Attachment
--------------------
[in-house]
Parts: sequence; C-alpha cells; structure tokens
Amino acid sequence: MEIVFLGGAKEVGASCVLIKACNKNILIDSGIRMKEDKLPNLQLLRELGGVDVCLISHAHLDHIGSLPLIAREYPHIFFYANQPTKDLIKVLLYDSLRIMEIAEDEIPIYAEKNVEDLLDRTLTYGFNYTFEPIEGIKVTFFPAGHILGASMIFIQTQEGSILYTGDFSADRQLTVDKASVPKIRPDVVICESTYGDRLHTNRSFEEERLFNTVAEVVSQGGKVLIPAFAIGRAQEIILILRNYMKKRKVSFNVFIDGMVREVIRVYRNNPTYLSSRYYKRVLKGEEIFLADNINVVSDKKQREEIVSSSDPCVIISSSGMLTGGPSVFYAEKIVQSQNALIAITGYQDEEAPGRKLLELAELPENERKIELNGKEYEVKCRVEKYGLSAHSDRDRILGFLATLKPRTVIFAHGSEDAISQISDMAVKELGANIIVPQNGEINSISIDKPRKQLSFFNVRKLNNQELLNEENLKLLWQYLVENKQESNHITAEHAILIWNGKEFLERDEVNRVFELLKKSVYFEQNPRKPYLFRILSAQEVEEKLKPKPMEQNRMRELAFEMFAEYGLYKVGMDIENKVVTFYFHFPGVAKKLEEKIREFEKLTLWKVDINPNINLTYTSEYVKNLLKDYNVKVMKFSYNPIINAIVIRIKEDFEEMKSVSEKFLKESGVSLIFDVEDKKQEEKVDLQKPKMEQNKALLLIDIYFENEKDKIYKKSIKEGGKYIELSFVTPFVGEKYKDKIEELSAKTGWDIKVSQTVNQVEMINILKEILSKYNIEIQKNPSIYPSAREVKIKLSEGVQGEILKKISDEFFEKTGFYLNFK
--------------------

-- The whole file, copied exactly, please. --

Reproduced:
[in-house]
Parts: sequence; C-alpha cells; structure tokens
Amino acid sequence: MEIVFLGGAKEVGASCVLIKACNKNILIDSGIRMKEDKLPNLQLLRELGGVDVCLISHAHLDHIGSLPLIAREYPHIFFYANQPTKDLIKVLLYDSLRIMEIAEDEIPIYAEKNVEDLLDRTLTYGFNYTFEPIEGIKVTFFPAGHILGASMIFIQTQEGSILYTGDFSADRQLTVDKASVPKIRPDVVICESTYGDRLHTNRSFEEERLFNTVAEVVSQGGKVLIPAFAIGRAQEIILILRNYMKKRKVSFNVFIDGMVREVIRVYRNNPTYLSSRYYKRVLKGEEIFLADNINVVSDKKQREEIVSSSDPCVIISSSGMLTGGPSVFYAEKIVQSQNALIAITGYQDEEAPGRKLLELAELPENERKIELNGKEYEVKCRVEKYGLSAHSDRDRILGFLATLKPRTVIFAHGSEDAISQISDMAVKELGANIIVPQNGEINSISIDKPRKQLSFFNVRKLNNQELLNEENLKLLWQYLVENKQESNHITAEHAILIWNGKEFLERDEVNRVFELLKKSVYFEQNPRKPYLFRILSAQEVEEKLKPKPMEQNRMRELAFEMFAEYGLYKVGMDIENKVVTFYFHFPGVAKKLEEKIREFEKLTLWKVDINPNINLTYTSEYVKNLLKDYNVKVMKFSYNPIINAIVIRIKEDFEEMKSVSEKFLKESGVSLIFDVEDKKQEEKVDLQKPKMEQNKALLLIDIYFENEKDKIYKKSIKEGGKYIELSFVTPFVGEKYKDKIEELSAKTGWDIKVSQTVNQVEMINILKEILSKYNIEIQKNPSIYPSAREVKIKLSEGVQGEILKKISDEFFEKTGFYLNFK